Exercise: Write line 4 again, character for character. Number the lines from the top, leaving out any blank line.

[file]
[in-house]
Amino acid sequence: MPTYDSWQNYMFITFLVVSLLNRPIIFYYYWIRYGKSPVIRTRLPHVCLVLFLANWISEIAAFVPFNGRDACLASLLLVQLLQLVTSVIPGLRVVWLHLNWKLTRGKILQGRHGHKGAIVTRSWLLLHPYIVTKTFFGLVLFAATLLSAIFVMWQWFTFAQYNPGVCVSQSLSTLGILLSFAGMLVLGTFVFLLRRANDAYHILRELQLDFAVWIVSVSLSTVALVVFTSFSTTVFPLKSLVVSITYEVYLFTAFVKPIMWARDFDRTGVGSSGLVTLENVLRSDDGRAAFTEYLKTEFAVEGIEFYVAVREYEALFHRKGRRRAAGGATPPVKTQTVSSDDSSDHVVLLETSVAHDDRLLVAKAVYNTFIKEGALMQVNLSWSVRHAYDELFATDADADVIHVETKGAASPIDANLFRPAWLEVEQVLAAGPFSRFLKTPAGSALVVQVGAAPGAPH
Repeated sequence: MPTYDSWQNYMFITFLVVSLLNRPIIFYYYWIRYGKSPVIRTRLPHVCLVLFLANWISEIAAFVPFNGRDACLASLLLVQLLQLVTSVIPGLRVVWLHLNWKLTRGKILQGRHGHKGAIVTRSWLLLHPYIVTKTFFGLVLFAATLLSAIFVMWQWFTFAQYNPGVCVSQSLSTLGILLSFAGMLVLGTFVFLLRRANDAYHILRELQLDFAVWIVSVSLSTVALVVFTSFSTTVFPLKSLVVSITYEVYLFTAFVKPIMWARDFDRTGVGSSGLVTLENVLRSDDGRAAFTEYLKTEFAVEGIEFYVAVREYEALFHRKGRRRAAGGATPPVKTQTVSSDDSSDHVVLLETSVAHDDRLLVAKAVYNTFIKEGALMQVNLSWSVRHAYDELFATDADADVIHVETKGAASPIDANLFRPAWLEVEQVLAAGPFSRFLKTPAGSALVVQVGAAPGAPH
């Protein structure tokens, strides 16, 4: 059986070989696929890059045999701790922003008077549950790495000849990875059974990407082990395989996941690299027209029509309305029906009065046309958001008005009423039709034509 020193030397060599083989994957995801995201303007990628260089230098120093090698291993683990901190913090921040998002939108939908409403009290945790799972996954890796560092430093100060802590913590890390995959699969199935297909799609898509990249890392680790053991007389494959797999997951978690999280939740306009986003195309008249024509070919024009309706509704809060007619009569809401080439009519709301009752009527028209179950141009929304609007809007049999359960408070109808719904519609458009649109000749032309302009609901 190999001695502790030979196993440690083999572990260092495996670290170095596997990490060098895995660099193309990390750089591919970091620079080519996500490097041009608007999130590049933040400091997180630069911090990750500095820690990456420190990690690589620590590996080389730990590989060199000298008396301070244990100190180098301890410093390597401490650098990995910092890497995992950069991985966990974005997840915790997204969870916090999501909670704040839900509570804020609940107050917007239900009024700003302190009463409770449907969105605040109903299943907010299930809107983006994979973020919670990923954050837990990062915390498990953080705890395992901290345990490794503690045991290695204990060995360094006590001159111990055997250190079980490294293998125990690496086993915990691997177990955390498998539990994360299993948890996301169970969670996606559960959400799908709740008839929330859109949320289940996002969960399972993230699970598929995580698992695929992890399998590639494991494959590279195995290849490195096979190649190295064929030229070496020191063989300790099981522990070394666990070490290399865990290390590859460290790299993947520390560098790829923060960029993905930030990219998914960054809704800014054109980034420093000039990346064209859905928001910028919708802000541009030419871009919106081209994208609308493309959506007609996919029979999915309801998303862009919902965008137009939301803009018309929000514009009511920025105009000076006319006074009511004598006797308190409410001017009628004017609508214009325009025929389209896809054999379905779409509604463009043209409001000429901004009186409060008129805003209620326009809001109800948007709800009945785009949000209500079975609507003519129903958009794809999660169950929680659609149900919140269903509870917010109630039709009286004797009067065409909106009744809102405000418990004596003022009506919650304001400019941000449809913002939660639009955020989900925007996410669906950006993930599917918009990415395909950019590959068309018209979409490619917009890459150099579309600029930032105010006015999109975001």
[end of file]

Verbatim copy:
């Protein structure tokens, strides 16, 4: 059986070989696929890059045999701790922003008077549950790495000849990875059974990407082990395989996941690299027209029509309305029906009065046309958001008005009423039709034509 020193030397060599083989994957995801995201303007990628260089230098120093090698291993683990901190913090921040998002939108939908409403009290945790799972996954890796560092430093100060802590913590890390995959699969199935297909799609898509990249890392680790053991007389494959797999997951978690999280939740306009986003195309008249024509070919024009309706509704809060007619009569809401080439009519709301009752009527028209179950141009929304609007809007049999359960408070109808719904519609458009649109000749032309302009609901 190999001695502790030979196993440690083999572990260092495996670290170095596997990490060098895995660099193309990390750089591919970091620079080519996500490097041009608007999130590049933040400091997180630069911090990750500095820690990456420190990690690589620590590996080389730990590989060199000298008396301070244990100190180098301890410093390597401490650098990995910092890497995992950069991985966990974005997840915790997204969870916090999501909670704040839900509570804020609940107050917007239900009024700003302190009463409770449907969105605040109903299943907010299930809107983006994979973020919670990923954050837990990062915390498990953080705890395992901290345990490794503690045991290695204990060995360094006590001159111990055997250190079980490294293998125990690496086993915990691997177990955390498998539990994360299993948890996301169970969670996606559960959400799908709740008839929330859109949320289940996002969960399972993230699970598929995580698992695929992890399998590639494991494959590279195995290849490195096979190649190295064929030229070496020191063989300790099981522990070394666990070490290399865990290390590859460290790299993947520390560098790829923060960029993905930030990219998914960054809704800014054109980034420093000039990346064209859905928001910028919708802000541009030419871009919106081209994208609308493309959506007609996919029979999915309801998303862009919902965008137009939301803009018309929000514009009511920025105009000076006319006074009511004598006797308190409410001017009628004017609508214009325009025929389209896809054999379905779409509604463009043209409001000429901004009186409060008129805003209620326009809001109800948007709800009945785009949000209500079975609507003519129903958009794809999660169950929680659609149900919140269903509870917010109630039709009286004797009067065409909106009744809102405000418990004596003022009506919650304001400019941000449809913002939660639009955020989900925007996410669906950006993930599917918009990415395909950019590959068309018209979409490619917009890459150099579309600029930032105010006015999109975001």